A Catholic point of view expressed by Cardinal Avery Dulles is that the Church has a "God-given responsibility to proclaim Christ to all the world. Peter on Pentecost Sunday declared that the whole house of Israel should know for certain that Jesus is Lord and Messiah and that every one of his hearers should be baptized in Jesus’ name (). Paul spent much of his ministry proclaiming the Gospel to Jews throughout the diaspora. Distressed by their incredulity, he was prepared to wish himself accursed for the sake of their conversion ().
The tradition of praying for various groups and purposes dates back to the Early Church (). Catholics believe that on Good Friday in particular, they must acknowledge their common fallen nature, and that Jesus died for all (). Catholics have long prayed for many classes of people, both inside and outside the church: for the Church as a whole, for the Pope, for the Hierarchy and the People (regular and lay), for the Emperor, for Catechumens, for Various Needs, for Heretics, for Schismatics, for the Jews, and for Pagans, wishing that all be called to conversion in Christ.
For the forms that the prayer for the Jews has taken during the last hundred years, see under ''Alleged antisemitism'’, above. As pointed out by Dr. John Newton, the editor of Baronius Press, the prayer, in the form included in the 1962 Missal, for whose use the motu proprio gave greater freedom, draws heavily on 2 Corinthians, chapters 3 and 4. The invocation for God to "take the veil from their hearts" is a direct quote from , while later images of "blindness" and "light" are drawn from .
Given that, according to the rubrics of both the 1962 and the 1970 Missals, there can be only one celebration of the Good Friday liturgy in each church, the ordinary form of the Roman Rite (i.e. the post-1970 form, which omits the images of the veil and of blindness) is the one to be used almost everywhere. In practice, then, the 1962 wording can be used in only a very few parish churches.
14. Does the wider use of the extraordinary form of the rites of Holy Week reflect a change in the Church’s teaching on anti-Semitism ?
No. The 1962 Missale Romanum already reflected Blessed John XXIII’s revision of liturgical language often construed as anti-Semitic. In 1965, the watershed statement Nostra Aetate, of the Second Vatican Council then repudiated all forms of anti-Semitism as having no place within Christian life. When Pope Paul VI issued the Missale Romanum of 1969, the only prayer for the Jewish people in the Roman liturgy was completely revised for Good Friday to reflect a renewed understanding of the Jews as God’s chosen people, “first to hear the word of God.”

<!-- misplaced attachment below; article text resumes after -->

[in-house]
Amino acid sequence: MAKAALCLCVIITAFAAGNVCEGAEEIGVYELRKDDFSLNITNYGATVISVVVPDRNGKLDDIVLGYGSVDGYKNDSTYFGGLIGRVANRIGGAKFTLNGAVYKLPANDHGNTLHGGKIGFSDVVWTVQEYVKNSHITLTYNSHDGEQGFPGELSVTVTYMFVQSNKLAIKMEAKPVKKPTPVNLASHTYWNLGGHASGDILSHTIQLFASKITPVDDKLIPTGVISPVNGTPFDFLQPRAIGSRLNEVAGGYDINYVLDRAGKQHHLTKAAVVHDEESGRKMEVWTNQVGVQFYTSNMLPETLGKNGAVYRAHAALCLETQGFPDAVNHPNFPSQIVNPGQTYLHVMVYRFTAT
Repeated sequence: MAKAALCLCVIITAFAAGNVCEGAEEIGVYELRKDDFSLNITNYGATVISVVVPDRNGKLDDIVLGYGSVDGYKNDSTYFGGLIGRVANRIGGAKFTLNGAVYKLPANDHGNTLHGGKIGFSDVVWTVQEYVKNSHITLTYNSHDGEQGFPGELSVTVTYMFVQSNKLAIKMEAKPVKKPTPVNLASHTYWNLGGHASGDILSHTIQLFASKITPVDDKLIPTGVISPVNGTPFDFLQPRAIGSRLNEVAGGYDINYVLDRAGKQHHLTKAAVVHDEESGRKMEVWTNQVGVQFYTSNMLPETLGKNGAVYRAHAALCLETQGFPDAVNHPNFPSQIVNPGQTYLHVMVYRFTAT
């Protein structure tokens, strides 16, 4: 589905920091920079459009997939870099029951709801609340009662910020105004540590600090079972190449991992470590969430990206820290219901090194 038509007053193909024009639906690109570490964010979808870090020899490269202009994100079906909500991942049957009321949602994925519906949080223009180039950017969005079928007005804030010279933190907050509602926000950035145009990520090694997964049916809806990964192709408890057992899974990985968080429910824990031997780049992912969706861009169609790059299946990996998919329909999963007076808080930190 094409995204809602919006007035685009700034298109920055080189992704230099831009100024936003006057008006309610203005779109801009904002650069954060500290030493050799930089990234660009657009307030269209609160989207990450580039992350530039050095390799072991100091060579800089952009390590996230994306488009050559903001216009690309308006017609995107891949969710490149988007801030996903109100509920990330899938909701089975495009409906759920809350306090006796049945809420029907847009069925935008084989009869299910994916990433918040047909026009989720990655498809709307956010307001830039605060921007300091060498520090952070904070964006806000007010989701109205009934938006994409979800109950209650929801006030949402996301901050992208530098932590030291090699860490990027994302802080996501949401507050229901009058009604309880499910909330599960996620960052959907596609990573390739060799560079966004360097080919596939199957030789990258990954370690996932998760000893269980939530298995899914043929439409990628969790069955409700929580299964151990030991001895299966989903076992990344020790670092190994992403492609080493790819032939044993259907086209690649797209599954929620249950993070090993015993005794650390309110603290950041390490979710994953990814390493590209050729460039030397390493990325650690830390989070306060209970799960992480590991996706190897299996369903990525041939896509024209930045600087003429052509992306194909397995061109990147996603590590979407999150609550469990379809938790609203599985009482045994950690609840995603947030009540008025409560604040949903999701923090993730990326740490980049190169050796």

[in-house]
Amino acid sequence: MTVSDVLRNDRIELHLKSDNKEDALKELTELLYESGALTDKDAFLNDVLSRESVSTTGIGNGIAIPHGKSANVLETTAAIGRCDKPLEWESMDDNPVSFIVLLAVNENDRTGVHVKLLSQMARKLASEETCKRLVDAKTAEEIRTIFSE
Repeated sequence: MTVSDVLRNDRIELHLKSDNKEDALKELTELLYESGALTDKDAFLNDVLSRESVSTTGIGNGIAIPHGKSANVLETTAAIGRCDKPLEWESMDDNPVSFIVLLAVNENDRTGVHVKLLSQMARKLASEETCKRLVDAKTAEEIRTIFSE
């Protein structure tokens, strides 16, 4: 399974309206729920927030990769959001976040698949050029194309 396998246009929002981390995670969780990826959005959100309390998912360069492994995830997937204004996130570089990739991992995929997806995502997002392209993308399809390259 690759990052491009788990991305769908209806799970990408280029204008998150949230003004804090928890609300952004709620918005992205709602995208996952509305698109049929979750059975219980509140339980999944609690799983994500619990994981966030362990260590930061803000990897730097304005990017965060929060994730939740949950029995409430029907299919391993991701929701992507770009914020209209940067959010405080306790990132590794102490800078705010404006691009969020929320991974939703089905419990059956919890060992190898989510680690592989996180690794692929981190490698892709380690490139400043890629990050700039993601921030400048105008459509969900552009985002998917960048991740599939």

Throughout his papacy, John Paul II worked effectively to reconcile the Church with the Jewish people and to strengthen new bonds of friendship. In 1988, Pope John Paul II gave permission for the Mass to be celebrated according the Missale Romanum of 1962 only as a pastoral provision to assist Catholics who remained attached to the previous rites, thereby hoping to develop closer bonds with the family of the Church.
By this new Apostolic Letter, Pope Benedict XVI is merely extending such permission for wider pastoral application, but remains committed to “the need to overcome past prejudices, misunderstandings, indifference and the language of contempt and hostility [and to continue] the Jewish-Christian dialogue…to enrich and deepen the bonds of friendship which have developed.” (Pope Benedict XVI, On the occasion of the 40th anniversary of the promulgation of Nostra Aetate, October 27, 2005.)
On 6 February 2008, the Holy See's newspaper, L'Osservatore Romano, published a note by the Vatican Secretariat of State, announcing that, with reference to the dispositions of the Motu Proprio Summorum Pontificum, Pope Benedict XVI had decided to amend the Good Friday prayer for the Jews contained in the Roman Missal of 1962, and decreeing that the amended text "must be used, beginning from the current year, in all celebrations of the Liturgy of Good Friday according to the aforementioned Missale Romanum".
The new prayer reads as follows:
Let us also pray for the Jews: That our God and Lord may illuminate their hearts, that they acknowledge Jesus Christ is the Savior of all men. (Let us pray. Kneel. Rise.) Almighty and eternal God, who want that all men be saved and come to the recognition of the truth, propitiously grant that even as the fulness of the peoples enters Thy Church, all Israel be saved. Through Christ Our Lord. Amen.